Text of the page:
HOUNDSLEY AND CATINA

PLINK AND PLUNK

Houndsley loves to take his canoe out onto the lake, but Bert the goose, his usual paddling partner, must visit a sick aunt. He’s reluctant to invite his best friend, Catina, because the talkative cat does “not seem to understand that for Houndsley the joys of canoeing were the boat’s silent glide over the water, the plink and plunk of the paddles...” Sure enough, she yaks and yaks. A few days later, Houndsley is gifted with a bicycle, which he most assuredly does not want: He can’t ride. But he gamely goes out with Catina and Bert and promptly upends himself into an azalea bush. His confession that he can’t ride a bike results in a swap with Bert for a tricycle and Catina’s admission that she’s terrified of the water—that’s why she talks all the time—and a happy canoe outing with both friends, after a swimming lesson for Catina. Howe’s gentle text deftly mixes in some sight words alongside easily sounded-out vocabulary, all while telling a sweetly engaging story; Gay’s energetic watercolors brim with personality and humor. (Early reader. 5-8)

Pub Date: April 1, 2009

ISBN: 978-0-7636-3385-1

Page Count: 48

Publisher: Candlewick

Review Posted Online: June 24, 2010

Kirkus Reviews Issue: April 1, 2009

Did you like this book?

No Comments Yet

Hee haw.

Reader Votes

  • Readers Vote
  • 10

Our Verdict

  • Our Verdict
  • GET IT

  • IndieBound Bestseller

THE WONKY DONKEY

The print version of a knee-slapping cumulative ditty.

In the song, Smith meets a donkey on the road. It is three-legged, and so a “wonky donkey” that, on further examination, has but one eye and so is a “winky wonky donkey” with a taste for country music and therefore a “honky-tonky winky wonky donkey,” and so on to a final characterization as a “spunky hanky-panky cranky stinky-dinky lanky honky-tonky winky wonky donkey.” A free musical recording (of this version, anyway—the author’s website hints at an adults-only version of the song) is available from the publisher and elsewhere online. Even though the book has no included soundtrack, the sly, high-spirited, eye patch–sporting donkey that grins, winks, farts, and clumps its way through the song on a prosthetic metal hoof in Cowley’s informal watercolors supplies comical visual flourishes for the silly wordplay. Look for ready guffaws from young audiences, whether read or sung, though those attuned to disability stereotypes may find themselves wincing instead or as well.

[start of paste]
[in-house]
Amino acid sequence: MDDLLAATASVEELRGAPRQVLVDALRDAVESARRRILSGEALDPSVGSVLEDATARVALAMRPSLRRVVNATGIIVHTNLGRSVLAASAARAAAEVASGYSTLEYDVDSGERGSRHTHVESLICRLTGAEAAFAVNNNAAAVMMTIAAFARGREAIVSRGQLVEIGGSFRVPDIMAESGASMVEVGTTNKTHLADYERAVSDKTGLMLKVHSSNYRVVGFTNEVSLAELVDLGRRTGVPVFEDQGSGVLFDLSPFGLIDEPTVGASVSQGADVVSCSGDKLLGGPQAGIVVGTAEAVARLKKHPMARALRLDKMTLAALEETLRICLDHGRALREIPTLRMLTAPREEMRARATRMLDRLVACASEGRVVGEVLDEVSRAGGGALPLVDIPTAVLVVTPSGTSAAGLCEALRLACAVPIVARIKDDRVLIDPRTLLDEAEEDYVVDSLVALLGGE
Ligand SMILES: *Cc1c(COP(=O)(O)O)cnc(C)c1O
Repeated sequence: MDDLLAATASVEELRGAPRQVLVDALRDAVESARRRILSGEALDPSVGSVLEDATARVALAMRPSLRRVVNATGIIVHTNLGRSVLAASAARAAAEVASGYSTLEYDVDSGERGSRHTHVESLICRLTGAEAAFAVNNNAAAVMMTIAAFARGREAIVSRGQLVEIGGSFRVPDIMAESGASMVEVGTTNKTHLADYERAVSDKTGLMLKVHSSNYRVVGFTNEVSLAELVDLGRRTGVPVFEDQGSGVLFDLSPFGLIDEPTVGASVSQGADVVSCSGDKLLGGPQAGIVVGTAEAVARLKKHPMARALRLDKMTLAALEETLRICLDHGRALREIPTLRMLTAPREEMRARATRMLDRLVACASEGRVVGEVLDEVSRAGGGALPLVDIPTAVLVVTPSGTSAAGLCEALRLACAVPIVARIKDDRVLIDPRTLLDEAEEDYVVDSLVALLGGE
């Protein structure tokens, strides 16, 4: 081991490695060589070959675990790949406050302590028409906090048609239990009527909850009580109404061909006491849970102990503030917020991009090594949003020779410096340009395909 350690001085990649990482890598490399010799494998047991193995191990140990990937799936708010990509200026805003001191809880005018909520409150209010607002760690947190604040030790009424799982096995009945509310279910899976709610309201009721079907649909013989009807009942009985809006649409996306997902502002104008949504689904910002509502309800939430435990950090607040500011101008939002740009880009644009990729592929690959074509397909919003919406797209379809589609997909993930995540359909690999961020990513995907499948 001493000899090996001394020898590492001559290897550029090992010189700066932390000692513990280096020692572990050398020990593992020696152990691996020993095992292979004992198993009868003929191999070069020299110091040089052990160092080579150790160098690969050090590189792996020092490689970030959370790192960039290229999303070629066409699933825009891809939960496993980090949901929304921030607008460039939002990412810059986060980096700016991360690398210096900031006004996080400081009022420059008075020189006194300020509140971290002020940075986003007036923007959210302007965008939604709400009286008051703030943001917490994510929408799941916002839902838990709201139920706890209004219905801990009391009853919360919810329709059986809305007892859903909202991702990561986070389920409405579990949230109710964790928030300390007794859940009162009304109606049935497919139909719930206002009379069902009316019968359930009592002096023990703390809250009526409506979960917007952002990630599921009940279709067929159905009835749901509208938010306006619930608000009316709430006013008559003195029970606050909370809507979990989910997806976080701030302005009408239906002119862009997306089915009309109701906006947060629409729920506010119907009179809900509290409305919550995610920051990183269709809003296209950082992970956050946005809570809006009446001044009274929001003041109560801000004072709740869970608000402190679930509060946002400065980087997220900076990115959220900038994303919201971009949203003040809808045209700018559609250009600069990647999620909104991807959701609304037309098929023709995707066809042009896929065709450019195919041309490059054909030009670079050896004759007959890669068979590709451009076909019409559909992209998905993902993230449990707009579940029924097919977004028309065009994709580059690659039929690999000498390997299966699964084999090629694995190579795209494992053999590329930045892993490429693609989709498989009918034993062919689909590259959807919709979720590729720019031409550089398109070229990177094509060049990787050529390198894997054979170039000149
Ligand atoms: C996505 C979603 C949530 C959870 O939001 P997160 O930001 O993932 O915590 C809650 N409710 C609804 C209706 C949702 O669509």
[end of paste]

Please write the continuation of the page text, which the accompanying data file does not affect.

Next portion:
Hee haw. (Picture book. 5-7)

Pub Date: May 1, 2010

ISBN: 978-0-545-26124-1

Page Count: 26

Publisher: Scholastic

Review Posted Online: Dec. 29, 2018

Did you like this book?

Self-serving to be sure but also chock-full of worthy values and sentiments.

SUPERHEROES ARE EVERYWHERE

The junior senator from California introduces family and friends as everyday superheroes.

The endpapers are covered with cascades of, mostly, early childhood snapshots (“This is me contemplating the future”—caregivers of toddlers will recognize that abstracted look). In between, Harris introduces heroes in her life who have shaped her character: her mom and dad, whose superpowers were, respectively, to make her feel special and brave; an older neighbor known for her kindness; grandparents in India and Jamaica who “[stood] up for what’s right” (albeit in unspecified ways); other relatives and a teacher who opened her awareness to a wider world; and finally iconic figures such as Thurgood Marshall and Constance Baker Motley who “protected people by using the power of words and ideas” and whose examples inspired her to become a lawyer. “Heroes are…YOU!” she concludes, closing with a bulleted Hero Code and a timeline of her legal and political career that ends with her 2017 swearing-in as senator. In group scenes, some of the figures in the bright, simplistic digital illustrations have Asian features, some are in wheelchairs, nearly all are people of color. Almost all are smiling or grinning. Roe provides everyone identified as a role model with a cape and poses the author, who is seen at different ages wearing an identifying heart pin or decoration, next to each.

Self-serving to be sure but also chock-full of worthy values and sentiments. (Picture book/memoir. 5-8)

Pub Date: Jan. 8, 2019

ISBN: 978-1-984837-49-3

Page Count: 40

Publisher: Philomel

Review Posted Online: Jan. 8, 2019

Kirkus Reviews Issue: Feb. 1, 2019

Did you like this book?

No Comments Yet
more